One of the more unique racers I’ve played, Lonely Mountains: Downhill delivers a surprisingly relaxing experience, while still offering optional intense challenges. This Kickstarter success has proved to be addictive fun.

 A key feature in Lonely Mountains: Downhill is finding your own path. Want to take your time and just aim to finish? This is when things are quite relaxing, especially with no other racers to compete against. Are you looking to cross the finish line quickly? Try to complete your route in under a certain number of minutes. This is where it gets intense. I prefer the latter (along with trying to finish with limited crashes) though all have value; the time limits give you means to customize your bike.

No matter how you prefer to play, you’ll likely find the controls (there are two styles to pick from) take a bit of practice. Much like a real bike, however, you’ll soon find yourself sprinting along. That was my experience. First time on a new bike trail? Slow-moving with lots of crashes. Second time? Look at me whizzing by!

Exploring for shortcuts is entertaining as well. That said, your biker isn’t the most durable, so you may grow tired of returning to the last checkpoint each time you crash. Some of these physics are… interesting. And while I chuckle seeing my biker flip like a ragdoll by brushing a leaf, certain checkpoints are much closer than others. I may upload clips of some of my more comical spills to Twitter.

I almost wish the game had dedicated exploration and race modes, with the former allowing an extra tumble, or having checkpoints more consistently spaced. Still, these physics are decidedly solid more often than not, and finding a shortcut is, without exception, awesome.

Mention should be made that there is the occasional stutter in Lonely Mountains: Downhill. Depending on when or where it occurs, it can disappoint. But thankfully, it doesn’t occur with enough frequency to be a sizable issue for me. So unless you’re extremely sensitive to such things, it’s a mild annoyance only.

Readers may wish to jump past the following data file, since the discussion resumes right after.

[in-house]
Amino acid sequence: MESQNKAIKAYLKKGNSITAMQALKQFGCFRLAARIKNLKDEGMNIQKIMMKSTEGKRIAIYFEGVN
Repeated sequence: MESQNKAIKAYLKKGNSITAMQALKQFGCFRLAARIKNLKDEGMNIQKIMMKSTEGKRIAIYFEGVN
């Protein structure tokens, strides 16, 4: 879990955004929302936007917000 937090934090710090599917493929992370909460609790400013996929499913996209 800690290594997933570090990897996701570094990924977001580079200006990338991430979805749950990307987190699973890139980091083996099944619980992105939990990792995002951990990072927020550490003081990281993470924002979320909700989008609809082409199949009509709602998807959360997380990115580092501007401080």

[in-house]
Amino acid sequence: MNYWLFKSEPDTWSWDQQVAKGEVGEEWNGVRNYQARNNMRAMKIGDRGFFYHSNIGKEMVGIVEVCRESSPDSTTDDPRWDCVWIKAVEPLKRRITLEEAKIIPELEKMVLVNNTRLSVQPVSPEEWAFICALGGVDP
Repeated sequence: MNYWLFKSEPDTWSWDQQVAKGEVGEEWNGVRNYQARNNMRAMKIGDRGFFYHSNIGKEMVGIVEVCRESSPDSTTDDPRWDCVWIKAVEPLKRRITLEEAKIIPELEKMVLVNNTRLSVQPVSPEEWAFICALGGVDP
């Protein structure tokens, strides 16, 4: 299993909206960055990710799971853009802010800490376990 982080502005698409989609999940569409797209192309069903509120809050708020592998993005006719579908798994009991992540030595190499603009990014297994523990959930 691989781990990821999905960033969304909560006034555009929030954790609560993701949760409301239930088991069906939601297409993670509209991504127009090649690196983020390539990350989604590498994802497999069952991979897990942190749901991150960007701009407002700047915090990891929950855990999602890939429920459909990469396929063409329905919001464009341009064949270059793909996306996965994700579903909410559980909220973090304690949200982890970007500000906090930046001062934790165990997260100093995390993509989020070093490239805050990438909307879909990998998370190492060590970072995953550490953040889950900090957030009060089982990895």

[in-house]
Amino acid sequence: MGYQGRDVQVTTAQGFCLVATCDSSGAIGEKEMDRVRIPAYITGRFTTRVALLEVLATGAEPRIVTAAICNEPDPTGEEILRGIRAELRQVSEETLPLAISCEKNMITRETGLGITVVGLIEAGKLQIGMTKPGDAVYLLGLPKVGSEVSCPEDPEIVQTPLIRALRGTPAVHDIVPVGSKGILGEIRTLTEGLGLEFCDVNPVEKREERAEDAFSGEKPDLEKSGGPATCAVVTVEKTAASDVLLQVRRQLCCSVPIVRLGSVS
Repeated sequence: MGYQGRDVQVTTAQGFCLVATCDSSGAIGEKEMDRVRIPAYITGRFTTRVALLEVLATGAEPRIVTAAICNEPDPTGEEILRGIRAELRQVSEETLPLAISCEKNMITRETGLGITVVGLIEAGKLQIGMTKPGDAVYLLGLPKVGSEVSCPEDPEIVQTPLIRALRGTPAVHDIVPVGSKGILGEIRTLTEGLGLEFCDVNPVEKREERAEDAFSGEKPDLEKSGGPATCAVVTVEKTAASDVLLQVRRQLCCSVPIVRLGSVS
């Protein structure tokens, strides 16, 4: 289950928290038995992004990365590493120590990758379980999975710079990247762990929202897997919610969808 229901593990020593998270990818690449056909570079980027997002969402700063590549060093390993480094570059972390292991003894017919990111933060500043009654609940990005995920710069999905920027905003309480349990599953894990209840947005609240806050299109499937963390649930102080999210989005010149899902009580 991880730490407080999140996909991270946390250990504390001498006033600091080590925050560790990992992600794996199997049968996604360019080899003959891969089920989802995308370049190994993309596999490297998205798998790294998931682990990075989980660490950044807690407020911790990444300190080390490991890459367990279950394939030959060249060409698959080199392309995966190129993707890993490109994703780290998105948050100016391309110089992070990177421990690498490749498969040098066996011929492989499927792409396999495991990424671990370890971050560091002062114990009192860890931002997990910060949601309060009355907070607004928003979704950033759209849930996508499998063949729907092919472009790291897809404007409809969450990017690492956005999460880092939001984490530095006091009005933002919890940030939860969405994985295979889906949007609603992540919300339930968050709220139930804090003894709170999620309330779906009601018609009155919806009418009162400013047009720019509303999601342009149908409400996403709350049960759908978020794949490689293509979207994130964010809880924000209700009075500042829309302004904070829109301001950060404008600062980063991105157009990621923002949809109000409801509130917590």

In truth, the performance is generally up to snuff. The low poly environments benefit by a camera that, by and large, seems to provide the most aesthetically pleasing view, while still being practical for gameplay. The only time I find the camera to be a hindrance is if I slow to a crawl. Given how rare that is, it barely registers. This is an enjoyable game to watch, especially given the rider’s animation, the skillful lighting, and the attractive diversity of generally well-formed trails.

There are a couple of optional visual extras. Blood is one, though it’s comically out of place. While mild, I’m not sure why it was even included in the first place. Thankfully, you can disable it, and the games better by its absence. There’s also a fun option you unlock later (which I don’t want to spoil), but the means to do so is overly strict. You must finish trails with no checkpoints, so you can’t crash even once. That’s a bit much for what little you end up unlocking.

Plenty of sound effects, both from your bike and flora and fauna, are found throughout the environments. These are realistic, though I admit hoping for a bit more wind sound on the trails where trees look like they’re getting ready to blow over. While sound effects are welcomed, there’s no music to accompany them. I would’ve liked to hear a bit, although not the awful rock heard in the trailer. A balanced approach might’ve been chiming in with a brief, chill tune each time a checkpoint’s crossed. I’m hoping an update brings the option for a bit of music to flesh out the sound design.

Replay value exists in spades, and it’s not just trying to unlock everything. You can shave a few seconds to move up the online leaderboards—I do wish there was a setting so I could compete with just friends’ times. Or find a previously undiscovered shortcut, big or small. And of course, just taking a relaxing cruise to soak in the scenery is good times. There’s even value in the laughter that follows eye-catching impacts when you crash.

If you have completionist leanings, you may find some of the later challenges a real uphill climb, especially the time restrictions to unlock new bikes. Expect some trial and error. You’ll need to identify the tipping point where the game turns from relaxing to frustrating. There aren’t any difficulty options, so be mindful of this. If I find myself getting irked, I move to a different challenge. It’s very satisfying to see my improvements as I aim to master the game.

Whether you’re pedaling down tight paths with little margin for error, catching air off natural stone ramps, or getting a quicker than expected reprieve by cruising over a railed bridge, Lonely Mountains: Downhill delivers a challenging, yet remarkably calming, experience. Don’t let a few miscues prevent you from checking this one out; it’s a game worth mastering.